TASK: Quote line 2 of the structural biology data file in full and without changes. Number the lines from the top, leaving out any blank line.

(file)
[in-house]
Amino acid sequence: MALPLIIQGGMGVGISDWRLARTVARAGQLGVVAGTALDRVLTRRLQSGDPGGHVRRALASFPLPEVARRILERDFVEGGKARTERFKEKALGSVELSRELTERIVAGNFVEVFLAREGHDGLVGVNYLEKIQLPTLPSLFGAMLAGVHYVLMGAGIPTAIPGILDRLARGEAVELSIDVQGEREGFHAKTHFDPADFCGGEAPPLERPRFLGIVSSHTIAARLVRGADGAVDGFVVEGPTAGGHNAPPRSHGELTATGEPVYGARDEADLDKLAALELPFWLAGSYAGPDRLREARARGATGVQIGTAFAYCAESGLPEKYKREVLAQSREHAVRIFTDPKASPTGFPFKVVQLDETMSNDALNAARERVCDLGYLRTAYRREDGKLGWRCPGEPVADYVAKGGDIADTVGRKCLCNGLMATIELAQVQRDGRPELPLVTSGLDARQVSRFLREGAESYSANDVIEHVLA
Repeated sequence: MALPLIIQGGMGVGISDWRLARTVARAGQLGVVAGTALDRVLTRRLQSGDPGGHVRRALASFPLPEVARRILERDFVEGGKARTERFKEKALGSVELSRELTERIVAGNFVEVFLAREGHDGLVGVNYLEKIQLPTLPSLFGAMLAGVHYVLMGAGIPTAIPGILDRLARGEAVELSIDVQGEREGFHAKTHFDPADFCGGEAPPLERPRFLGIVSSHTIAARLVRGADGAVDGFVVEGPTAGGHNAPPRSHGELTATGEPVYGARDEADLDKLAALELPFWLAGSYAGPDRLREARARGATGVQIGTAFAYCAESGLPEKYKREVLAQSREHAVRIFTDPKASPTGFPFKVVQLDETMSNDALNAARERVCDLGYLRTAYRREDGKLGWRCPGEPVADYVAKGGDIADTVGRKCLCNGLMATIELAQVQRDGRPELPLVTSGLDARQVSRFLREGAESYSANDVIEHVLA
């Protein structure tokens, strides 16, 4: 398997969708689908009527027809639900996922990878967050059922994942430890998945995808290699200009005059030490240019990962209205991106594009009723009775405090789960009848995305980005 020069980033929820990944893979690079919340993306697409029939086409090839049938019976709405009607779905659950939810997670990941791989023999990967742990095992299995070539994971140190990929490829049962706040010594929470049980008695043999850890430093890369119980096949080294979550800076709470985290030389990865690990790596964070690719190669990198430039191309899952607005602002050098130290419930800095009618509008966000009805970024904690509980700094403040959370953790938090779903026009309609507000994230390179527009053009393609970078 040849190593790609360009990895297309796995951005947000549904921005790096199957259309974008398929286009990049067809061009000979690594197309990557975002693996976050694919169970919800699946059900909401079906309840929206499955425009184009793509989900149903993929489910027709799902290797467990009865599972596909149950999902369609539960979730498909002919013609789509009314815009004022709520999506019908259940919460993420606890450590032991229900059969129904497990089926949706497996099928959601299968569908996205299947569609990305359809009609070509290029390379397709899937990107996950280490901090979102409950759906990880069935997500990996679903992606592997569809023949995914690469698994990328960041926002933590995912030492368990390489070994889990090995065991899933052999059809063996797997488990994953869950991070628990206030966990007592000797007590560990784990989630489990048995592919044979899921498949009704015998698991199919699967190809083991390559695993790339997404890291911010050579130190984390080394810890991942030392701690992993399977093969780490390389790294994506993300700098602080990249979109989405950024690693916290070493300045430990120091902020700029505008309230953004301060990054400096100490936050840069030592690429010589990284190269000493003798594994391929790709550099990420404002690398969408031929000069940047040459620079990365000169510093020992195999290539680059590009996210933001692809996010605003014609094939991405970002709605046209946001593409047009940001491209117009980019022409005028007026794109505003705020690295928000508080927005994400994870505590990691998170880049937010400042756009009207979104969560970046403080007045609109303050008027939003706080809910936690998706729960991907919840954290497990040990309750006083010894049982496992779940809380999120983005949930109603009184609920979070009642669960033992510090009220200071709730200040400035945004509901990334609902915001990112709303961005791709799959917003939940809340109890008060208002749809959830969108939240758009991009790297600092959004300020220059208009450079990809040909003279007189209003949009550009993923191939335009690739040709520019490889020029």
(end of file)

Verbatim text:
Amino acid sequence: MALPLIIQGGMGVGISDWRLARTVARAGQLGVVAGTALDRVLTRRLQSGDPGGHVRRALASFPLPEVARRILERDFVEGGKARTERFKEKALGSVELSRELTERIVAGNFVEVFLAREGHDGLVGVNYLEKIQLPTLPSLFGAMLAGVHYVLMGAGIPTAIPGILDRLARGEAVELSIDVQGEREGFHAKTHFDPADFCGGEAPPLERPRFLGIVSSHTIAARLVRGADGAVDGFVVEGPTAGGHNAPPRSHGELTATGEPVYGARDEADLDKLAALELPFWLAGSYAGPDRLREARARGATGVQIGTAFAYCAESGLPEKYKREVLAQSREHAVRIFTDPKASPTGFPFKVVQLDETMSNDALNAARERVCDLGYLRTAYRREDGKLGWRCPGEPVADYVAKGGDIADTVGRKCLCNGLMATIELAQVQRDGRPELPLVTSGLDARQVSRFLREGAESYSANDVIEHVLA